Sailing was an Olympic sport at the 1908 Summer Olympics. The Sailing program of 1908 was open for a total of five sailing classes (disciplines), but actually only four Sailing events were contested. It turned out that no entries were made in the 15 Metre. The planned venue of all races, named matches was Ryde, Isle of Wight.
At the 1907 The Hague Conference of the IOC Ryde at the Isle of Wight was appointed to host the sailing regattas, for all classes, of the games of the IVth Olympiad. However when there were only British entries for the 12 Metre matches, and both yacht were located at the Firth of Clyde, the decision was made to use Hunter’s Quay as a second venue.
At Ryde the race committee used the available shipping buoys as marks for the courses. 16 nm for the 8 Metre and 13 nm for the 6 and 7 Metre.
The number of entries was not high. This was because the decision of the classes to use was taken less than one year before the games. Building wooden boats, in a class not proven yet, varying in length between 12 and 30 meters, practice with them and ship them to the games in time was for many owners a challenge. Overlooking the circumstances 13 boats from 5 countries was an achievement.
Countries that participated in the Sailing event of the 1908 Olympic Games. Blue: Water Gray: Never participated in OG Dark Gray: Participated in earlier OG Green: Country participated for the first time Dark Blue: Country participated also on previous games Red: Country boycotted the sailing event of the OG
Although one of the oldest organized sporting activities, sailing in the early first part of the 20th century was not uniformly organized. This had a lot to do with national traditions as well as with the fact that there were no standardized boat types with uniform building instructions and measurements. Also a lot of development was done in the area of boat design and boat building. The shape of a boat, specifically its length, its weight and its sail area, are major parameters that determine the boat's speed. Several initiatives were started to create a formula that made it possible to have boats race each other without having to calculate the final result. But the different countries initially could not agree on an international system. At the Olympics of 1900 it was clear that sailing was not ready for international competition, and something had to be done.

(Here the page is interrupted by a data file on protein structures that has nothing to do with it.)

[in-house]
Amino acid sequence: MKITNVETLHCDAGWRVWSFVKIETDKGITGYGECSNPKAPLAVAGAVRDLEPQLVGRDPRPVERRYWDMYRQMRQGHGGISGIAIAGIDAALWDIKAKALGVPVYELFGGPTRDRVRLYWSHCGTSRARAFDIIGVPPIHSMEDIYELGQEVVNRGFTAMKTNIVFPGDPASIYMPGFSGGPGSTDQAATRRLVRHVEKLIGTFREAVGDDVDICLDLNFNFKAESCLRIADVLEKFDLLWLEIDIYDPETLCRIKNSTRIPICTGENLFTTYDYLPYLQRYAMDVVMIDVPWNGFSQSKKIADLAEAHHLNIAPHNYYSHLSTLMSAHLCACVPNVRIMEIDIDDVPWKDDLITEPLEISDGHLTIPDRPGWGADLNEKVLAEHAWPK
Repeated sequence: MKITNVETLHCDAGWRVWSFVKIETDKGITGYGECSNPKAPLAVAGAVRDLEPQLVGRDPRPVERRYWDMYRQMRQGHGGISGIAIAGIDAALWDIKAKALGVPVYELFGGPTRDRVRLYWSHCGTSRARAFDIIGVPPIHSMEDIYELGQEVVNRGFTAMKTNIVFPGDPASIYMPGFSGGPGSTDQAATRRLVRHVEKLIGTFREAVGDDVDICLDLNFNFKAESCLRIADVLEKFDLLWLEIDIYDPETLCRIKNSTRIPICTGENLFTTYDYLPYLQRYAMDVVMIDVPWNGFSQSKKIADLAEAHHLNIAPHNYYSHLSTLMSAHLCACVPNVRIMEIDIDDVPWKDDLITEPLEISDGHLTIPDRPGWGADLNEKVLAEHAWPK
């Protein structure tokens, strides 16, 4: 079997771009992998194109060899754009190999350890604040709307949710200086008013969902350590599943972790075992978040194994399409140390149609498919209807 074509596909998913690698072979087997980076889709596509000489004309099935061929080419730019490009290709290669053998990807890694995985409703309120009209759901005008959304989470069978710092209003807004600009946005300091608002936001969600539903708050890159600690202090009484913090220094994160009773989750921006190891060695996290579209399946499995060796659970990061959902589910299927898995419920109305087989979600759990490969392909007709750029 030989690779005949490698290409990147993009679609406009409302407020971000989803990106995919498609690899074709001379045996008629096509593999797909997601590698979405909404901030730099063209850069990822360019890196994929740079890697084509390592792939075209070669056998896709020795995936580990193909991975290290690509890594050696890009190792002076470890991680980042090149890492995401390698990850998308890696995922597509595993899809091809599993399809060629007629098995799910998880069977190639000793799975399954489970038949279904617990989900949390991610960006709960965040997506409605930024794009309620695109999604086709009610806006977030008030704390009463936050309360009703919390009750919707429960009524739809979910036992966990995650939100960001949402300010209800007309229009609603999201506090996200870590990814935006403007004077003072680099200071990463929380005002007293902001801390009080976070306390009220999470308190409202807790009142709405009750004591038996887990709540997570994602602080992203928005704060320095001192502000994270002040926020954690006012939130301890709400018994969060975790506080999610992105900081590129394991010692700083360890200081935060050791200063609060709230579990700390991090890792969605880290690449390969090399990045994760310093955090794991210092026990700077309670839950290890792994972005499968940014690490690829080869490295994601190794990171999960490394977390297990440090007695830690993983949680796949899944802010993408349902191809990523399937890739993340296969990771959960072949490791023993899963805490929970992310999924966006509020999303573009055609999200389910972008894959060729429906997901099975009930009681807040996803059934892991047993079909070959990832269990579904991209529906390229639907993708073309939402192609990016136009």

This Olympic sailing event was gender independent, but only two women, Frances Rivett-Carnac in the 7 Metre, and the Duchess of Westminster as extra on her 8 Metre, participated. The duchess of Westminster also distributed the diplomas of special merit to the competitors of the other Olympic sports on July 25, 1908.
The matches at Ryde were held in light air conditions.
All members of a team had to be a citizen of the country they represent. However the boats used did not have to be built in the same country that the team was representing since the Olympic games are considered a test of skills and handling for the team and not a test of the yacht. This in contrast with the matches for the America's cup of that time.
A second 7 Metre yacht was entered under command of Capt. Sloan Stanley but failed to make it to the starting line.
At the end of the official report the following suggestion was made:
It has been suggested that in the yacht racing of future Olympic Games it might be better to select a fleet of “one-design” boats in the waters where the Games are held, and let all the crews entered draw lots for them every day, with the proviso that no crew should have the same boat twice.
Sailing had to wait until 1920 before the first “one-design” class was selected for the Games.